Specialist or Generalist?
We live in an era where the specialist has been dominant. Recruiters and hiring managers are on the hunt for engineers, coders, machine learning experts. PhDs and people with master’s degrees are sought with diligence. Even in HR and recruiting we seek people with advanced degrees and experience. It is probably the worst time ever to be a new graduate with no experience and only a bachelor’s degree.
Should we continue on this path? What are the upsides and downsides of hiring a majority of specialists?
Specialists brings deep expertise to a narrow area. When a problem is complex and a generalist cannot solve it, then the expertise of a specialist is welcome and needed. This is common in medicine where the general practitioner often refers patients to a specialist whose entire career revolves around a very specific illness or condition. This is also true in many areas including engineering, law, and science.
So what is the role of the generalist? Generalists bring a broader perspective and see the forest rather than the trees or branches. They often bring together many disciplines that when combined offer a different or even better solution.
Innocentive is an innovation and crowdsourcing company. They solicit solutions to challenges posed by a variety of companies. Anyone can offer a solution and if successful will receive a reward ranging from a few thousand dollars to much more. Many of the solvers are not experts in the field.
Innovation often happens when the most unlikely people are empowered. In an era where there are more challenges than solutions, we need new ideas on how to deal with the challenges of A.I, global warming, an aging workforce, and the shortage of talent.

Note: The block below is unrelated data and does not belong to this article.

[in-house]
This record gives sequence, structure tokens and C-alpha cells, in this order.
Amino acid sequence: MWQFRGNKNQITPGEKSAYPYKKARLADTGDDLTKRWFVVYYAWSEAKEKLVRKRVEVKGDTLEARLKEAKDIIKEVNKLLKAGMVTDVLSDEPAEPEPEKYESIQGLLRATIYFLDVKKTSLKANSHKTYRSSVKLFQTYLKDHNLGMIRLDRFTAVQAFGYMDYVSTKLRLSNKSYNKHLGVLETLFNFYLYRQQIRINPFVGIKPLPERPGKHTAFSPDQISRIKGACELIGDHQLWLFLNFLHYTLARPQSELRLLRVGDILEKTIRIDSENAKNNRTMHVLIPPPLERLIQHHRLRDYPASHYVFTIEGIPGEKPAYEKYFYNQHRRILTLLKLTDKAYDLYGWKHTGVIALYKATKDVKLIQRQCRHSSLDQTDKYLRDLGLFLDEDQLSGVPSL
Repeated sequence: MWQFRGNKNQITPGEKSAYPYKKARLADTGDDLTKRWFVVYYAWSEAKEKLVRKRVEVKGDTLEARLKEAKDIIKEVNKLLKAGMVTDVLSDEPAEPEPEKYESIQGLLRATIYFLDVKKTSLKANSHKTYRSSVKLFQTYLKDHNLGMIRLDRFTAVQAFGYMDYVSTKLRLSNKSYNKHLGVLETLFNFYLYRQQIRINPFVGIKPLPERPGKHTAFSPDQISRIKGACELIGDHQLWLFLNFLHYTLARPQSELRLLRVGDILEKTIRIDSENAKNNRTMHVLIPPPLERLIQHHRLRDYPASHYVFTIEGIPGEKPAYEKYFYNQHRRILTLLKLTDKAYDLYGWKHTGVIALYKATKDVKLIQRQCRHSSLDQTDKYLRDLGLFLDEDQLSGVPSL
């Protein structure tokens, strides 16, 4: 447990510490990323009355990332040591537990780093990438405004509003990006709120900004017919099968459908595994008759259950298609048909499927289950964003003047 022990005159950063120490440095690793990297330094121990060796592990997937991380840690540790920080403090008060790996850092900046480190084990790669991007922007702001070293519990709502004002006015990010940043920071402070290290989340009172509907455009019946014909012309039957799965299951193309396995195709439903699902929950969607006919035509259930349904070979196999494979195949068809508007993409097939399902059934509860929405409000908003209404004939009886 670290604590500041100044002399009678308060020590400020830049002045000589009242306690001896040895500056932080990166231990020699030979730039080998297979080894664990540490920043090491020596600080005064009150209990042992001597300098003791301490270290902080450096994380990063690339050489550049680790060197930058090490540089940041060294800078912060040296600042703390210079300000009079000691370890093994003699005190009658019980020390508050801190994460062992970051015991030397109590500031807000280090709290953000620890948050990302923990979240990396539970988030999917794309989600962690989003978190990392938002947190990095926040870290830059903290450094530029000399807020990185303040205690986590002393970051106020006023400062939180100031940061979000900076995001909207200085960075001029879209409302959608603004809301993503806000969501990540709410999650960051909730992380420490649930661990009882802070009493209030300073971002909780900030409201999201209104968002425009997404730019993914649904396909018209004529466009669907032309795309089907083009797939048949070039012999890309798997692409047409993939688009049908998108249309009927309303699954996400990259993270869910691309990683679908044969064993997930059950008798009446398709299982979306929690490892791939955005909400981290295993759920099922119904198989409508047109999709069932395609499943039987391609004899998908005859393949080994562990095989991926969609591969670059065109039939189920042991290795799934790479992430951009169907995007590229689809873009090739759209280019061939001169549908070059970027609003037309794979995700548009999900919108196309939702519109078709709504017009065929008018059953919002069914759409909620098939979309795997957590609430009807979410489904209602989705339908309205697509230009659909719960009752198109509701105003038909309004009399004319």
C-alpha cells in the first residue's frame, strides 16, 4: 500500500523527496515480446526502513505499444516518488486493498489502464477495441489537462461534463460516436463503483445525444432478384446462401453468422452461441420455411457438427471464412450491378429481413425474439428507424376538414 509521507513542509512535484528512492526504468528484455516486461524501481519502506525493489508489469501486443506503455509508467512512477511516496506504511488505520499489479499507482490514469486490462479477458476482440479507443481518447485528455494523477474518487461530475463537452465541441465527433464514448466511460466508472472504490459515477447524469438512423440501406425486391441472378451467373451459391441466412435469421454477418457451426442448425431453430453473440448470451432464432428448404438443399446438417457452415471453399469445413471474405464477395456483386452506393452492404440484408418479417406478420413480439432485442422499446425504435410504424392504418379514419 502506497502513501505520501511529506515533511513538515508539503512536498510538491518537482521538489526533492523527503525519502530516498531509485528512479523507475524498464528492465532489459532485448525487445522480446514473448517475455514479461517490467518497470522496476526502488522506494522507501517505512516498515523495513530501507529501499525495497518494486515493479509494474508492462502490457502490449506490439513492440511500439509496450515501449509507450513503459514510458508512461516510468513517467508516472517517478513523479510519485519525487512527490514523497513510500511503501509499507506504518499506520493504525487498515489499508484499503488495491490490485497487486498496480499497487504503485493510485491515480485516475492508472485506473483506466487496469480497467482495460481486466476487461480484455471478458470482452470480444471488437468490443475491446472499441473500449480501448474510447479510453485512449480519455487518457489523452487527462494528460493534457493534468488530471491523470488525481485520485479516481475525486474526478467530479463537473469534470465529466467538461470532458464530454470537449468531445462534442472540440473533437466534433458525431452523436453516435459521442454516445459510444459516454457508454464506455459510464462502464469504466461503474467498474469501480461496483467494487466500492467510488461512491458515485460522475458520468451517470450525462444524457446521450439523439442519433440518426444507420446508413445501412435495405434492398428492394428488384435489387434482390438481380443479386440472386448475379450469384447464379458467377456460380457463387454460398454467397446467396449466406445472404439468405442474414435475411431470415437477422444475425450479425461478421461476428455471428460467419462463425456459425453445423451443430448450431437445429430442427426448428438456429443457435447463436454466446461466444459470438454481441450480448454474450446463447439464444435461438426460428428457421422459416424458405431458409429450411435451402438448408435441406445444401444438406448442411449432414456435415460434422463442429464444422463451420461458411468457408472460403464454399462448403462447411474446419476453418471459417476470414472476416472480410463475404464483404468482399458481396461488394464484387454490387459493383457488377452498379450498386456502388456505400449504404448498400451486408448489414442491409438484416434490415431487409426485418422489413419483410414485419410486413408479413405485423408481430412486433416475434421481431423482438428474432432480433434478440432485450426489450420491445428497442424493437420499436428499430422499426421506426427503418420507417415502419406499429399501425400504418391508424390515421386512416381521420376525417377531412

Specialists are bound to past knowledge and experience. Generalist, on the other hand, have a chance to think differently and imagine a different tomorrow because they are not bound by the past.
A pioneering “innovation marketplace” is making steady progress
When I have hired for high-visibility, high responsibility jobs, employers demand traits that from both Specialists and Generalists. Employers hire both, and how you present yourself depends on your goals and the opportunity at hand.
It depends on how fast their field is changing.
Excellent book and interview (link below) with the author who wrote about 10,000 hours of practice to become an expert.
The Verge interviews journalist David Epstein about his new book, Range: Why Generalists Triumph in a Specialized World (Penguin Random House).
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Hand curated articles, videos, podcasts, and other media on the future of work, talent, recruitment, and learning. If you find this useful, please share on Twitter. You can always reach me at firstname.lastname@example.org.